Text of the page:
New Report: Lincoln-Beatrice, NE Named One of the Cleanest Cities in the US

Lung Association “State of the Air” Report reveals nearly 9 million more Americans were impacted by deadly particle pollution than reported last year

The 2022 “State of the Air” report, released today by the American Lung Association, finds that Lincoln-Beatrice made the list of cleanest cities in all three categories including for short-term particle pollution, year-round particle pollution and ozone pollution. Lincoln-Beatrice is the only upper Midwest city to appear on all three cleanest cities’ lists.   

“The levels of ozone and particle pollution in the air can harm the health of all of our residents, but particularly at risk are children, older adults, pregnant people and those living with chronic disease,” said Sara Prem, director of advocacy for the Lung Association. “Both ozone and particle pollution can cause premature death and other serious health effects such as asthma attacks, cardiovascular damage, and developmental and reproductive harm. Particle pollution can also cause lung cancer.” 

The “State of the Air” report is the Lung Association’s annual air quality “report card” that tracks and grades Americans’ exposure to unhealthy levels of ground-level ozone air pollution (also known as smog), annual particle pollution (also known as soot), and short-term spikes in particle pollution, over a three-year period. This year’s report covers 2018-2020. 

The report found that nationwide, nearly 9 million more people were impacted by deadly particle pollution than reported last year. It also shows more days with “very unhealthy” and “hazardous” air quality than ever before in the two-decade history of this report. Overall, more than 137 million Americans live in counties that had unhealthy levels of ozone or particle pollution. Communities of color are disproportionately exposed to unhealthy air. The report found that people of color were 61% more likely than white people to live in a county with a failing grade for at least one pollutant, and 3.6 times as likely to live in a county with a failing grade for all three pollutants.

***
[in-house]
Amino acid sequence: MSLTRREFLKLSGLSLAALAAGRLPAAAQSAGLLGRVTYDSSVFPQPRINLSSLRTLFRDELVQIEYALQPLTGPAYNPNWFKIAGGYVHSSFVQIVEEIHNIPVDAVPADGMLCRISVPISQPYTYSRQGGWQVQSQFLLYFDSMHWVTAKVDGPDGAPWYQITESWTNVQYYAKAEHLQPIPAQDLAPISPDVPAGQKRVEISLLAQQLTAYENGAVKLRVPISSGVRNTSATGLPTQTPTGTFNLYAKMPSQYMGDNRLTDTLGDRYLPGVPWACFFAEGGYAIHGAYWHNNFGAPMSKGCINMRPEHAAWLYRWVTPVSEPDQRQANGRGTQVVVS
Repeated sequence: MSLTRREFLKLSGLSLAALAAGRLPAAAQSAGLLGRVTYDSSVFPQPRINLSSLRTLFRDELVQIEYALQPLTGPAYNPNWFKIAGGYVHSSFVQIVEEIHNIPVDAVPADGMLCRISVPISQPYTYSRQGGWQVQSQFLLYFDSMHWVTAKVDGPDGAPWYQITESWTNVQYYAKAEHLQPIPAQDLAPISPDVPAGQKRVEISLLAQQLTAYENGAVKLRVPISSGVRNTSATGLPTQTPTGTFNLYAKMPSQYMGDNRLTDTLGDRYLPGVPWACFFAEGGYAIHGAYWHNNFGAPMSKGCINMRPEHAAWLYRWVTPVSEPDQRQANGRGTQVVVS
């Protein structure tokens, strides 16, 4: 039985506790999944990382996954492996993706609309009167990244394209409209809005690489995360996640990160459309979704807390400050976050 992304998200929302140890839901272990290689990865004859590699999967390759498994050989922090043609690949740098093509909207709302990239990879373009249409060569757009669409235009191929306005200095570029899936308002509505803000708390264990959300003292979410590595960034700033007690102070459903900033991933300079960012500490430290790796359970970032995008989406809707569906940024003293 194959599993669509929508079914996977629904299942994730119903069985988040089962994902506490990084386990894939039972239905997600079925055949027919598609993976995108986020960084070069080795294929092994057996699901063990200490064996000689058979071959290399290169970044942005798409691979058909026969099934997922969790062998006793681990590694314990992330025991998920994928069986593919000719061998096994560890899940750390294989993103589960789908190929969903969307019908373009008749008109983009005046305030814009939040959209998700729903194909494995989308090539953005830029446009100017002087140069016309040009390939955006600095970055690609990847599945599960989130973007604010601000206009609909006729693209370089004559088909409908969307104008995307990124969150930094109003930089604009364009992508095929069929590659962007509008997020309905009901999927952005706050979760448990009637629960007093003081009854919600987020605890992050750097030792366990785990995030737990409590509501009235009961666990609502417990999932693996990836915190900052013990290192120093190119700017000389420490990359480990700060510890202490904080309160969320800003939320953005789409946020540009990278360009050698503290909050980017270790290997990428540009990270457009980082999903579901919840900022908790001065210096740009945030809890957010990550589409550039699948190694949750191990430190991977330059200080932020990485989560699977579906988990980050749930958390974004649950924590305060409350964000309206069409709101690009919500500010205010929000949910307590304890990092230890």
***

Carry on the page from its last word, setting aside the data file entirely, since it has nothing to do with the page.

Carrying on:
The addition of 2020 data to the 2022 “State of the Air” report gives a first look at air quality trends during the COVID-19 pandemic. Regardless of the shutdowns in early 2020, there was no obvious improvement. 

The Lung Association is calling on the Biden administration to strengthen the national limits on both short-term and year-round particulate matter air pollution. Stronger standards will educate the public about air pollution levels that threaten their health and drive the cleanup of polluting sources in communities across the country. See the full report results and sign the petition at Lung.org/SOTA.

For more information, contact:

Dana Kauffman
312-940-7624
[email protected]

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